Tuesday, December 9, 2014

Arcata Playhouse: Start to Now

The origins of the Arcata Playhouse are described in the 2007 column I also reproduce at the end of this one.  Since then there have indeed been many physical improvements in the theatre, and the Playhouse has been the energetic center of the ongoing revival in the old Creamery district of Arcata.

For awhile, I was going to the Arcata Playhouse regularly to review shows (and indulge in the homemade, still-warm chocolate chip cookies.)  Several notable shows premiered there: the two versions of Crawdaddy, and Tyler Olson's Quake: A Love Story stand out in memory.  Redwood Curtain produced shows there during its exile, and Dan Stone's Signature Stage brought Kopit's Sing To Me Through Open Windows. Jane Hill returned with Getting There.  Shake the Bard company produced a memorable Othello there, which was the basis for a later North Coast Rep production.  While the NCRT production was more polished, I found the production at the Arcata Playhouse to be more exciting as live theatre, possibly because the audience was in the thick of it.

There were also a number of visiting shows: Elizabeth Fuller and Independent Eye,  Cal Pritner's Mark Twain, Ghost Road's Elektra,  Donald Lacy's still relevant Color Struck for example.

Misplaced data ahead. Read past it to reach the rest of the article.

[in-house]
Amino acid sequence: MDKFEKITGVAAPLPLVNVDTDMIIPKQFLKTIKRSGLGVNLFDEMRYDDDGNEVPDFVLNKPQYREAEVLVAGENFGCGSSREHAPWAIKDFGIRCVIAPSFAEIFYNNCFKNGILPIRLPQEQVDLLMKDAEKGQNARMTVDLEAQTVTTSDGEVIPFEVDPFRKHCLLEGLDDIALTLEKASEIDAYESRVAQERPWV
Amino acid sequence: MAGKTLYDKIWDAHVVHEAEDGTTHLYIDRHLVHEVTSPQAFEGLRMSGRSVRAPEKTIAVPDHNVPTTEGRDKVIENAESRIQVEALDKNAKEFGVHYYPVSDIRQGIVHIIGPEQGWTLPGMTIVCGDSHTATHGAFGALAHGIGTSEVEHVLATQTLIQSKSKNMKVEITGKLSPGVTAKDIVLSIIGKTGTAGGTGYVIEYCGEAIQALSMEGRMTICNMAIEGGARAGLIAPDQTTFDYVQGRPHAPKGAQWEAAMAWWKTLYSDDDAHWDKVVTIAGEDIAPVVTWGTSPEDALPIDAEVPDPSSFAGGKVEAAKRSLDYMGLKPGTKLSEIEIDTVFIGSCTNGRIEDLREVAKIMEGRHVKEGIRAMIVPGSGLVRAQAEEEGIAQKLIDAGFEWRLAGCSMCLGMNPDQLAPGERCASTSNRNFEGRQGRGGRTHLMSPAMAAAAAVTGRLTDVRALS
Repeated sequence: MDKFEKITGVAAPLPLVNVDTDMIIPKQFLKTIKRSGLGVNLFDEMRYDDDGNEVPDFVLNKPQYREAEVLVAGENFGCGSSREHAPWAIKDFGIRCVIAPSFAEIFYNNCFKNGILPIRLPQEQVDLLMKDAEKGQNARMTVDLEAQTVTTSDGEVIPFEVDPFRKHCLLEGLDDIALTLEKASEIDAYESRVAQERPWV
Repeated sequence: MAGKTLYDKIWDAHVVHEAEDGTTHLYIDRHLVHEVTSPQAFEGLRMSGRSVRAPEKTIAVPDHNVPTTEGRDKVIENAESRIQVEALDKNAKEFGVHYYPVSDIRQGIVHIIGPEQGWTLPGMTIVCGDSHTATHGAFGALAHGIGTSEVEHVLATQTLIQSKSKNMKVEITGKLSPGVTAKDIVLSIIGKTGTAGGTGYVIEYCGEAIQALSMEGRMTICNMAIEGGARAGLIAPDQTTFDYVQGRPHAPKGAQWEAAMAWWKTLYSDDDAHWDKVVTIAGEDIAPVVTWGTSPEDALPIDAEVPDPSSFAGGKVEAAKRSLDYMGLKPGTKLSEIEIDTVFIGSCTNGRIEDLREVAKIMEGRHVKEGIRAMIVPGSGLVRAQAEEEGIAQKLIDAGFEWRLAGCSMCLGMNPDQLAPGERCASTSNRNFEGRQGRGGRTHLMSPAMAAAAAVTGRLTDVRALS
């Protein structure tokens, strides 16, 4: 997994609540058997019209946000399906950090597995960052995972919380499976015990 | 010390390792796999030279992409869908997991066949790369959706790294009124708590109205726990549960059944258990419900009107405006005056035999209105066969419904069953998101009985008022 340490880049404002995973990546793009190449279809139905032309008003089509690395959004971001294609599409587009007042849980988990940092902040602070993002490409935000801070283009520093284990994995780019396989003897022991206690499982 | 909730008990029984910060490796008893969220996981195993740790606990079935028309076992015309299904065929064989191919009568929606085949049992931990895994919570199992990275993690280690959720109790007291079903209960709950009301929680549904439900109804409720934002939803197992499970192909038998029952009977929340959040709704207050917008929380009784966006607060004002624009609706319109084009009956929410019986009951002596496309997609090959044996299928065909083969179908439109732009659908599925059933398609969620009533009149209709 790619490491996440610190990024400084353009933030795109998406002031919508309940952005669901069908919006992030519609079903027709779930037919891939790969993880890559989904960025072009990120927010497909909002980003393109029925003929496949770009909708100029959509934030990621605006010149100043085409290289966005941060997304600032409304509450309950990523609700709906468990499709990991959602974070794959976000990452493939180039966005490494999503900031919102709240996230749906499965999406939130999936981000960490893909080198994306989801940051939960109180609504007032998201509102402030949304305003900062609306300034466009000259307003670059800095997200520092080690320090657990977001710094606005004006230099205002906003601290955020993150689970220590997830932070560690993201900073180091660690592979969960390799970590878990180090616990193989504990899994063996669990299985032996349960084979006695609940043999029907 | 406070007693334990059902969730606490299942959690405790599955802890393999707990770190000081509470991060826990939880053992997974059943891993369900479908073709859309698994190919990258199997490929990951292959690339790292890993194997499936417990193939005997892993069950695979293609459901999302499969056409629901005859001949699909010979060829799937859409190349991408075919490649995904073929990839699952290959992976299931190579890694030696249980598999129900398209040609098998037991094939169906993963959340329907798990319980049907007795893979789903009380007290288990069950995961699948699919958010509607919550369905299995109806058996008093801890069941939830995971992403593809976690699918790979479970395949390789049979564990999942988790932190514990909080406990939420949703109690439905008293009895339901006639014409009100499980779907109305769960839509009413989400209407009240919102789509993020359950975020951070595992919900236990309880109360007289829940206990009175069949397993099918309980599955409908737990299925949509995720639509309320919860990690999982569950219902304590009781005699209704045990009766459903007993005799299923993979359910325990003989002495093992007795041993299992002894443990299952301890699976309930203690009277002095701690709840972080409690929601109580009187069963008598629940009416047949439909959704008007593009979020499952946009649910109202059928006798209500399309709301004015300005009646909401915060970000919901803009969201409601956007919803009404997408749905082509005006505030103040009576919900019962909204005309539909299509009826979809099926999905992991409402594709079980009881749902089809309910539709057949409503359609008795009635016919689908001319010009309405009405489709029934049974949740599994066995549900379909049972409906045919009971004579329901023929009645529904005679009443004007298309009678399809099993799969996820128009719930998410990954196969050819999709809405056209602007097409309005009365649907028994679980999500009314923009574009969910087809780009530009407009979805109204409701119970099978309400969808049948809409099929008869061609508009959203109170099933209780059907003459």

Mostly through Four on the Floor Productions, the impressarios of the Arcata Playhouse provided original material: Jackie Dandeneau was a major creative force behind the epic Women of the Northwest, and David Ferney co-wrote and performed a solo show, The Misunderstood Badger. Ferney's brand of humor, in this show and in his part of the first Crawdaddy show, is unique.  There should be more.


 And there are the annual holiday shows, the latest of which played this past weekend.

In the last several years, the Playhouse has concentrated on music acts and family or children's theatre.  This perhaps reflects a dearth of funding for traveling troupes, and the demise of groups like Sanctuary Stage and Shake the Bard, with none replacing them in the theatrical ecology. But it seems to be also a preference for physical theatre (clown, mask, acro.)